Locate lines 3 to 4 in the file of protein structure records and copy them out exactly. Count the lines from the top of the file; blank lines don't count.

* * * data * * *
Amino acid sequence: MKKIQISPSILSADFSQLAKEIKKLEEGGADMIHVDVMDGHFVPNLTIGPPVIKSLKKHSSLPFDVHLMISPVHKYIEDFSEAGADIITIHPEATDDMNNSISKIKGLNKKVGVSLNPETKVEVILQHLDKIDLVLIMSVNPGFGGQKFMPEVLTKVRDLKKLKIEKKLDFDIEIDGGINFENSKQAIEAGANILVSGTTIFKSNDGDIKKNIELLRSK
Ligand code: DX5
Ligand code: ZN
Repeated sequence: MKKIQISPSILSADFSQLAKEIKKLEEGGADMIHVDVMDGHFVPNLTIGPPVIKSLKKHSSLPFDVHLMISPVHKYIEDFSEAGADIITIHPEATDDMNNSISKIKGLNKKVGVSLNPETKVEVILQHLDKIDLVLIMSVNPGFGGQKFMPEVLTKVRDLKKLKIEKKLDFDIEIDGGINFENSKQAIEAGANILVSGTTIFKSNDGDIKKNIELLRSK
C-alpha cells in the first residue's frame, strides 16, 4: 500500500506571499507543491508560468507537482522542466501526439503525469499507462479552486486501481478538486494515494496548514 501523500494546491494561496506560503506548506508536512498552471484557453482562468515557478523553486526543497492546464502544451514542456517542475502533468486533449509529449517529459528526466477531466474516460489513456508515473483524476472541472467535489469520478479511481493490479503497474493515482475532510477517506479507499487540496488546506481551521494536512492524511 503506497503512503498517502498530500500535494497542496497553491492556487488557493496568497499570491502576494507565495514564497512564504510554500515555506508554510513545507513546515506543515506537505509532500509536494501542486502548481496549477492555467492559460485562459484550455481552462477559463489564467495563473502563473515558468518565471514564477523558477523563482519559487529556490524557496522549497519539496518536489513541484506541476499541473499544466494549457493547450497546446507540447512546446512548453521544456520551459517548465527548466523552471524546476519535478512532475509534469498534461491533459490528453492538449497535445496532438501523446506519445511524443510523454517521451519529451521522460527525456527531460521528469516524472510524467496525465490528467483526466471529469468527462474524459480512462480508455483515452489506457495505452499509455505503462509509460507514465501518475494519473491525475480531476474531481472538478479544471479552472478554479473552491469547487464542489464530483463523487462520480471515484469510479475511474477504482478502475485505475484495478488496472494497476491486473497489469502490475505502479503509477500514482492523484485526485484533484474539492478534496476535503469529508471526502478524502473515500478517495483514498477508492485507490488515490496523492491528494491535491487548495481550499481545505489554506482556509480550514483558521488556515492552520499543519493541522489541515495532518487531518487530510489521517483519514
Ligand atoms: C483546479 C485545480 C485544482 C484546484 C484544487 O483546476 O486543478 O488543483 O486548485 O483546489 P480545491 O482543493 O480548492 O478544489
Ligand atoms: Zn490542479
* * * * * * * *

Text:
Ligand code: ZN
Repeated sequence: MKKIQISPSILSADFSQLAKEIKKLEEGGADMIHVDVMDGHFVPNLTIGPPVIKSLKKHSSLPFDVHLMISPVHKYIEDFSEAGADIITIHPEATDDMNNSISKIKGLNKKVGVSLNPETKVEVILQHLDKIDLVLIMSVNPGFGGQKFMPEVLTKVRDLKKLKIEKKLDFDIEIDGGINFENSKQAIEAGANILVSGTTIFKSNDGDIKKNIELLRSK